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NFTs: Can they scale?

In following episode of the Koinos Group podcast, I interview one of my co-founders and Koinos blockchain architect, Michael Vandeberg, about the “dirty secret” about NFTs (non-fungible tokens).

NFT Catch-22

In our conversation Michael explains the Catch-22 that is inherent to NFT adoption on existing blockchain platforms like Ethereum. NFTs are the use case that everybody seems to think will have the largest impact on everyday people, but what they don’t seem to realize is that using NFT smart contracts is already one of the most expensive use cases (if not the most expensive) on Ethereum, and it will only make using Ethereum even more expensive.

The consequence of this fact is that if everyone started using NFTs on Ethereum, the cost to use Ethereum would skyrocket, causing everyone to stop using Ethereum, which is basically the definition of “not scalable.”

To understand why this is, you must first understand that saving state is one of the most expensive operations on Ethereum which is why it is such a high gas VM instruction. If you want to save something to state, that’s going to cost you more gas than almost anything else you’re going to want to do on Ethereum.

Creating v. Updating State

One way you can see this in action is by transferring a token from one of your existing addresses to a new address. Now transfer that token back to the original address. Notice how the second transaction is way less than the first? Well, that will also be the case for every subsequent transfer because you’re no longer creating new state, you’re just updating state. You’re not increasing the size of the Ethereum database.

As another example, Koinos will begin with 100 million fungible tokens (KOIN). The number of bytes that uses (the size of the database) will be proportional to the number of addresses. On the other hand, if we create 100 million NFTs, that’s going to use the same number of bytes if one person owns all 100 million, or if everyone owns just one.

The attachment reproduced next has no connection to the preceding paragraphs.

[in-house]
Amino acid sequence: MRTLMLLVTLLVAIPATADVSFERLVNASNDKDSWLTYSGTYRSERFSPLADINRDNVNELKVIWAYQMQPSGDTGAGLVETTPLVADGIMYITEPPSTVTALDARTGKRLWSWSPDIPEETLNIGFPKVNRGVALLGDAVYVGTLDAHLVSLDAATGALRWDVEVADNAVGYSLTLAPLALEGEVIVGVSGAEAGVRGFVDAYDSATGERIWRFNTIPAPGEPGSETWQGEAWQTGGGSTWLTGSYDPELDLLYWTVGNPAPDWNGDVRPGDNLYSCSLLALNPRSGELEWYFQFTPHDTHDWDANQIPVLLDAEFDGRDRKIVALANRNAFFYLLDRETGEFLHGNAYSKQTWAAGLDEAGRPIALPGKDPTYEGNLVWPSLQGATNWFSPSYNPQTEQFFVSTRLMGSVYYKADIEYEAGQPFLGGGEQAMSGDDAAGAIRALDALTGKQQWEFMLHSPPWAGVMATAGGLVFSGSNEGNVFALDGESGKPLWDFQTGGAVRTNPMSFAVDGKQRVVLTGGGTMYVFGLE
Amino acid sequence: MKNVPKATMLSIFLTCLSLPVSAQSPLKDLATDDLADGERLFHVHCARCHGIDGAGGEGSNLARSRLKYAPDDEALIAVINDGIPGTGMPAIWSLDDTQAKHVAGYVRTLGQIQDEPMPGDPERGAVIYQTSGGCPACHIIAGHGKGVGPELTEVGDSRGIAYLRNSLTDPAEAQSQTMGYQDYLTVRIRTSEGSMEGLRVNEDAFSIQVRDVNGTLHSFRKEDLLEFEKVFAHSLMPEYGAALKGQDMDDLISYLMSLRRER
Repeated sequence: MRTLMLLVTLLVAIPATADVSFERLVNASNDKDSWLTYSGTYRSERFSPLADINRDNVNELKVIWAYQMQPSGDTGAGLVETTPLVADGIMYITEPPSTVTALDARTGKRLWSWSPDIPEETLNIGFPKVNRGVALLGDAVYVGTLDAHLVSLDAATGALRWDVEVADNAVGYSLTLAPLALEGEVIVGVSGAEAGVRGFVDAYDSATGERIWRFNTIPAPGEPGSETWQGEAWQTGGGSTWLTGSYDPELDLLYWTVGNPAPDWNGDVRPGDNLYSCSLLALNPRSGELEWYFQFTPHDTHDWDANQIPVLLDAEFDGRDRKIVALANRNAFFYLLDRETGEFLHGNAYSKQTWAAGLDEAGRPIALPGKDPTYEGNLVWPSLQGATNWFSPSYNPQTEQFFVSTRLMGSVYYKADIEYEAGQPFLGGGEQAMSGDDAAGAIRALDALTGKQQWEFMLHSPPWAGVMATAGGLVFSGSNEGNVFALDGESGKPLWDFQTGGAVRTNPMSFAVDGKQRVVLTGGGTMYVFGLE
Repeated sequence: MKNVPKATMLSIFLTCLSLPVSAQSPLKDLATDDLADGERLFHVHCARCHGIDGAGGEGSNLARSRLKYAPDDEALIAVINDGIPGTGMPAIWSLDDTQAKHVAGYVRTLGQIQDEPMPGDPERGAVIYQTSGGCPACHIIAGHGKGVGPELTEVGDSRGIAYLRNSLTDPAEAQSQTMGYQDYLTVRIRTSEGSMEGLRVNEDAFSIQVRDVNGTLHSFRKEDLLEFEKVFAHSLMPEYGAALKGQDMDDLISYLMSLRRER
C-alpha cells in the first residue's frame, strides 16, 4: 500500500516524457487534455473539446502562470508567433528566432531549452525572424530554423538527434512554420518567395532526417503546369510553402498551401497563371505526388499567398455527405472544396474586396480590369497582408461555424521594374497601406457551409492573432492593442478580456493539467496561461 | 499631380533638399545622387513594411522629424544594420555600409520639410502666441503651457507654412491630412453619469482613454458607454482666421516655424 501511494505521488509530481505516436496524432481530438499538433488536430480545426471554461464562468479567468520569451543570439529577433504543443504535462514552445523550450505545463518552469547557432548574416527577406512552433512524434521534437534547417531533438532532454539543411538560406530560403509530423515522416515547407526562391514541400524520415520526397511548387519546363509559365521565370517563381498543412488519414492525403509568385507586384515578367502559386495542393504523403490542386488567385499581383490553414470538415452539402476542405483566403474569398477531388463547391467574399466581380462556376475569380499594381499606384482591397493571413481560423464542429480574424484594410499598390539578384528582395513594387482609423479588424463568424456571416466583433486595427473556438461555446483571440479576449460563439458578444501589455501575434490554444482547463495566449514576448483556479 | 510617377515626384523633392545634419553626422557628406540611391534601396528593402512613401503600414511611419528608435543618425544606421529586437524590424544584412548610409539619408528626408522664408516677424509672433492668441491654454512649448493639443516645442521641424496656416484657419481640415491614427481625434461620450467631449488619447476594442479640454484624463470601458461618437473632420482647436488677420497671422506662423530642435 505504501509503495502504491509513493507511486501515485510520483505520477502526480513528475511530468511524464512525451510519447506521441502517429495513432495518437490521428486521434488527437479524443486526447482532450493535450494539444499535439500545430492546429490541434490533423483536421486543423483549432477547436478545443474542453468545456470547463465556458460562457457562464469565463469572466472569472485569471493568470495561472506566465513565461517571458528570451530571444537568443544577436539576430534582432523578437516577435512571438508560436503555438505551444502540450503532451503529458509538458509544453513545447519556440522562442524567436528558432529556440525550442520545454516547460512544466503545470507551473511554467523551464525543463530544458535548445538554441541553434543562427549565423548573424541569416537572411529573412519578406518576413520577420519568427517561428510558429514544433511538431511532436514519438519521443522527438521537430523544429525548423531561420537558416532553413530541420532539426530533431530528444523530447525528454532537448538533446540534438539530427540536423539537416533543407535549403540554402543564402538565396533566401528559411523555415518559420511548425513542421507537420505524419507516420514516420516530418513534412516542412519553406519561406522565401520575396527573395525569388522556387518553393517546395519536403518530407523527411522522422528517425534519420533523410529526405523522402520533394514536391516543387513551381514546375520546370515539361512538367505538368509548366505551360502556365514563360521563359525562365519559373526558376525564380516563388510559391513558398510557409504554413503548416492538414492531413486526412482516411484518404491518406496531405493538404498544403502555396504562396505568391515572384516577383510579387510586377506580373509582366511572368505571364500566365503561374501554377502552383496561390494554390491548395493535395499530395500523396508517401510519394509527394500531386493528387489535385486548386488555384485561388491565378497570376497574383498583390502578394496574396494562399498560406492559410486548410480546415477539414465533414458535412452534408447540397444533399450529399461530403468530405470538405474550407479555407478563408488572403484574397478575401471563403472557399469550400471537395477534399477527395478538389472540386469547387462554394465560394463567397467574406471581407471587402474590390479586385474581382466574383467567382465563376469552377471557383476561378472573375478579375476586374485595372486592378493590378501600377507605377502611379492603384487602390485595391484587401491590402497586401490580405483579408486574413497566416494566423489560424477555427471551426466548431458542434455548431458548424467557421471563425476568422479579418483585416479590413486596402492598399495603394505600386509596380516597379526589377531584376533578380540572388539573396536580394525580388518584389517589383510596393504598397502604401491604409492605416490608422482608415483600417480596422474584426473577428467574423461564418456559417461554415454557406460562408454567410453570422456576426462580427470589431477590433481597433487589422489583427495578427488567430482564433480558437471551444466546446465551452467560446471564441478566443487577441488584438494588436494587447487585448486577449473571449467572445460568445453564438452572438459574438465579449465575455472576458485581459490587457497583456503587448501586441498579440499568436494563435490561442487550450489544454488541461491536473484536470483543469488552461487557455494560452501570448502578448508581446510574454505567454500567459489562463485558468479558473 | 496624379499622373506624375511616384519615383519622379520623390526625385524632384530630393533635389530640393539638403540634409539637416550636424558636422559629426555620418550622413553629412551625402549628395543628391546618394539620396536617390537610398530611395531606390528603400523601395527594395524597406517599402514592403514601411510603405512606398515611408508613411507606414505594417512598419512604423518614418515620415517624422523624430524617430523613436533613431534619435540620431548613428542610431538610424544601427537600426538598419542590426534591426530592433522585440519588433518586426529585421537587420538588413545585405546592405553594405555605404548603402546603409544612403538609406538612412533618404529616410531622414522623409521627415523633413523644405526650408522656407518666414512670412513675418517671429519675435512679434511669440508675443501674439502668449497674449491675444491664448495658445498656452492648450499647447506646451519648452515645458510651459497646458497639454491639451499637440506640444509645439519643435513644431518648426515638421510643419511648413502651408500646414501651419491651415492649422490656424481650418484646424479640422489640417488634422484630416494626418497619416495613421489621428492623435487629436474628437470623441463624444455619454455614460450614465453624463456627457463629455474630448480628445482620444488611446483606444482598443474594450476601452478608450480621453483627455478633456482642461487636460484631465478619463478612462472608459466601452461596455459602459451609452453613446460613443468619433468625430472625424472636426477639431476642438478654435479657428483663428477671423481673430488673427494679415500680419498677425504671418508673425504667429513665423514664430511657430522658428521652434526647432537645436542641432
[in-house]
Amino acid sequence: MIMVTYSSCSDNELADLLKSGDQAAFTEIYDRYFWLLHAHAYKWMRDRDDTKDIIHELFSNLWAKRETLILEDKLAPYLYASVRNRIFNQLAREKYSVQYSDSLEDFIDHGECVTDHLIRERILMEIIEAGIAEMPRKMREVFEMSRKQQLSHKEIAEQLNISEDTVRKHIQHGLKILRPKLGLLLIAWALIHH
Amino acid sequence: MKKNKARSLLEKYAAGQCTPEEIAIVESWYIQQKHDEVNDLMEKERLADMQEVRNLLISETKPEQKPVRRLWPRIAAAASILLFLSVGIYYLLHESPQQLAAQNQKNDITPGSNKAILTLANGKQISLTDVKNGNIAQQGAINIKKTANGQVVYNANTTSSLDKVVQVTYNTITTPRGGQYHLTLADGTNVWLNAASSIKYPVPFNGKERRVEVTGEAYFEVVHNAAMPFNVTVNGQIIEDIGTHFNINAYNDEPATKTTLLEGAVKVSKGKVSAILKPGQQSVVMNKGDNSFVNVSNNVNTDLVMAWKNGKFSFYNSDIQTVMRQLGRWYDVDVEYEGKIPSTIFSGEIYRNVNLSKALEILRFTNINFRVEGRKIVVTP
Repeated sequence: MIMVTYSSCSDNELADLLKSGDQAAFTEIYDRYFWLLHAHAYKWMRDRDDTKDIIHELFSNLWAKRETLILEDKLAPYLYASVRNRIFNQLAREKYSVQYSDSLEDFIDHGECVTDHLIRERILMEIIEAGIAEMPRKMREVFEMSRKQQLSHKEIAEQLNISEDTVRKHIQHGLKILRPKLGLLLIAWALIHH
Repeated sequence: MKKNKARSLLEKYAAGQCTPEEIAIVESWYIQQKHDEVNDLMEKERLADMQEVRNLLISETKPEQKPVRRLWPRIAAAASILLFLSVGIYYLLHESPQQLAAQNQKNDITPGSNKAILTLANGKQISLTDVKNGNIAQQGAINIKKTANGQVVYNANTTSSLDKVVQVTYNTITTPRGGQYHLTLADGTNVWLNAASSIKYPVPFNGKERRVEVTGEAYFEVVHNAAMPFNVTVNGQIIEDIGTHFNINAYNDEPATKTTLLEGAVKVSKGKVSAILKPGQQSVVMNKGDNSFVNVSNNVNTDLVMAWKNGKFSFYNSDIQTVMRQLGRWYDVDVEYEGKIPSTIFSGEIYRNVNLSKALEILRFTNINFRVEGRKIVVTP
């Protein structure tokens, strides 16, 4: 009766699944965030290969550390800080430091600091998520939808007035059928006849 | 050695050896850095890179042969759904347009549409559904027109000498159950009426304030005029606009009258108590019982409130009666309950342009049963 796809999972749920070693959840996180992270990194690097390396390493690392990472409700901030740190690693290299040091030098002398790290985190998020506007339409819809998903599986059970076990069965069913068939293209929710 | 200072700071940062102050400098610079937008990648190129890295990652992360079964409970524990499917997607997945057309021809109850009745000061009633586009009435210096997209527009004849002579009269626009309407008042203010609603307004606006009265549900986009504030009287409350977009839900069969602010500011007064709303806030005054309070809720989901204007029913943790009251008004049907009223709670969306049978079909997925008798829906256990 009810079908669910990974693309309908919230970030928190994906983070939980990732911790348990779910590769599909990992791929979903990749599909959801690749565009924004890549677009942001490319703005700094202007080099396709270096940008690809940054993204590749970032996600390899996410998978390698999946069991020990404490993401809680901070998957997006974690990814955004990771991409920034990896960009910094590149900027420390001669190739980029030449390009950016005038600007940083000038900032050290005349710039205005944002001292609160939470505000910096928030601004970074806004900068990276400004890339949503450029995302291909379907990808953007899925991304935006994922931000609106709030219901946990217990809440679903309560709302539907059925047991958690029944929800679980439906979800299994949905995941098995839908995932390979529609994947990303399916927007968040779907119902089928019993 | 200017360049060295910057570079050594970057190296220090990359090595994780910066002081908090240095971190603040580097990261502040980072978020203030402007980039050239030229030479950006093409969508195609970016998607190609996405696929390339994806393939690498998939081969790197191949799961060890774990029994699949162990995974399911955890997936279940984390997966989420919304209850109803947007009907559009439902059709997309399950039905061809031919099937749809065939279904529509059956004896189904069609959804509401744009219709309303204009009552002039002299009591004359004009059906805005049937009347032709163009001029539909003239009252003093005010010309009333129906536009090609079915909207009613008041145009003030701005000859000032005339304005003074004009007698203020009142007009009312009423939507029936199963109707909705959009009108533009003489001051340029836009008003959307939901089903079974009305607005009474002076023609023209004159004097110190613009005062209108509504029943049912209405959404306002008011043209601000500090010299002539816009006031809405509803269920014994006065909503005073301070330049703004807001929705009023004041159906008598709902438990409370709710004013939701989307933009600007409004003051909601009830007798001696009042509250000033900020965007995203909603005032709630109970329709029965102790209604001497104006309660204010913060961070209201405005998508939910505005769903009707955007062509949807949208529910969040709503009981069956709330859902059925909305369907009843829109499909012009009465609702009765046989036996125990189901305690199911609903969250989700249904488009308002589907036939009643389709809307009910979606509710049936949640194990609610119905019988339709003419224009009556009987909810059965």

Impact on Gas Price

What this all means is that it’s going to be more expensive for YOU, the user, to use an NFT contract than it is to use an ERC20 contract, even if gas prices stay the same. However, if the idea is that NFTs will be a mass adopted feature, this will increase the number of people trying to get their transactions included within the limited space of blocks. Remember, Ethereum still can only process about 30 transactions per second. More demand for limited space means that you’ll have to pay even higher gas fees for your transactions.

So if NFTs are the future, and there’s an infinite number of use cases for NFTs, and we’re just waiting for an NFT app to be the big app on Ethereum, not only is it going to be one of the most expensive apps for you to run … it’s also going to increase the gas cost!” — Michael Vandeberg.

I think we can all agree that the gas fees are too damn high (at least everyone not profiting from those high fees) and we’re only expecting those to increase whether NFTs really are the killer app or not.

That means that even if everyone started using Ethereum for NFTs, they would obviously stop using it once the fees exploded, totally defeating the purpose of even having a great feature. That is the definition of “not scalable.”

Essentially the system as a whole is disincentivizing mass adoption. And so we need to come up with solutions that scale in such a way that doesn’t disincentivize mass adoption. — Michael Vandeberg

At Koinos Group we are building Koinos from the ground up to solve problems like these and deliver a decentralized platform that developers will love using to build applications that people love using. To learn more about Koinos, go to koinos.io.



The blockchain with no fees and no barriers to entry

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Andrew Levine

CEO of Koinos Group, inventors of Koinos, developers of Koinos Pro